Microsoft is taking steps to ensure that Windows NT 5.0--due next year--is the must-have upgrade that Windows 95 was for home users. Though Windows 95 was a smash success for the home crowd, only 50% of corporate users who could upgrade actually took the plunge. The company is therefore planning on making Windows NT 5.0 a no-brainer for these 16-bit holdouts. To accomplish this, NT 5 will have a slightly smaller or same memory and diskspace footprint as Version 4.0, but will include new features such as Active Desktop and Internet Explorer 4.0. Microsoft is planning on offering support for migration from Windows 3.x to NT 5.0, but will delay migration tools that support 3.x to Windows 98.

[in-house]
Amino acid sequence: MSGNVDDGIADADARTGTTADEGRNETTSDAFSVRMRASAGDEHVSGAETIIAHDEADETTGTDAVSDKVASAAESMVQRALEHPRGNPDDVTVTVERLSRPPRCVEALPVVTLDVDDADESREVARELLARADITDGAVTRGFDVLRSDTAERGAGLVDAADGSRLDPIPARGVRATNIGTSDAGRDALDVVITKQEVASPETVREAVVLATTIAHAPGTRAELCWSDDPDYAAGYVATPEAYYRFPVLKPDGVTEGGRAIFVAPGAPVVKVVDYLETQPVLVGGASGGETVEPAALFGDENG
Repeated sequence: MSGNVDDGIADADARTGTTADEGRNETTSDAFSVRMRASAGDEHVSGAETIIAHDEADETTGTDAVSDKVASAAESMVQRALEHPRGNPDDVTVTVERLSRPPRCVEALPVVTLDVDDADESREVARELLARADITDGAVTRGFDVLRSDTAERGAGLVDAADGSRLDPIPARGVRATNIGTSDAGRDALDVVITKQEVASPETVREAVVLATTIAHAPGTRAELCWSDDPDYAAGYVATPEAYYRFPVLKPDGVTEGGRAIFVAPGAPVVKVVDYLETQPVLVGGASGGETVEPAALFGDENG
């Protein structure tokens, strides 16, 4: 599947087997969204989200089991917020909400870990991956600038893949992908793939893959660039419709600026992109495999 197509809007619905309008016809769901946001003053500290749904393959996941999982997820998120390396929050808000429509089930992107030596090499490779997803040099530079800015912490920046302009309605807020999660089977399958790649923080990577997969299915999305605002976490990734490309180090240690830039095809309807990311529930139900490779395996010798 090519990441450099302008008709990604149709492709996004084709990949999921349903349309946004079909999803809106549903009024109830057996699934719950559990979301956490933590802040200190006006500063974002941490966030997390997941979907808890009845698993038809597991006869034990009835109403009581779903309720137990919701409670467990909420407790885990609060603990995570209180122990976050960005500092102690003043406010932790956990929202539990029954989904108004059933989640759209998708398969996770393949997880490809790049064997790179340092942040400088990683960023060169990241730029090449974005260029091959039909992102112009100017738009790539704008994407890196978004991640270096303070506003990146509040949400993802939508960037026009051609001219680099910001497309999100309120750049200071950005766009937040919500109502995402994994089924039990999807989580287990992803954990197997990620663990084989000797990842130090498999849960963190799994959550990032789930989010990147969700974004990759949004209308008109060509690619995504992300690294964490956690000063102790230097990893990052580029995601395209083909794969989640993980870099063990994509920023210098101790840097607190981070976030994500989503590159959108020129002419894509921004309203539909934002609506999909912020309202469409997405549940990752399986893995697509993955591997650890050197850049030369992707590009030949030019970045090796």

The "Hydra" Windows terminal scheme will be updated to support Windows 3.x nodes as well. With this new technology, corporations will be able to build applications that take advantage of NT 5.0 functions such as transaction processing, integrated Web serving, and the new Directory services, yet still run on Windows 3.x.

Currently, a select group of hardware developers is working with NT 5 alpha code. In September, Microsoft is planning on releasing beta 1 to a larger group of technical testers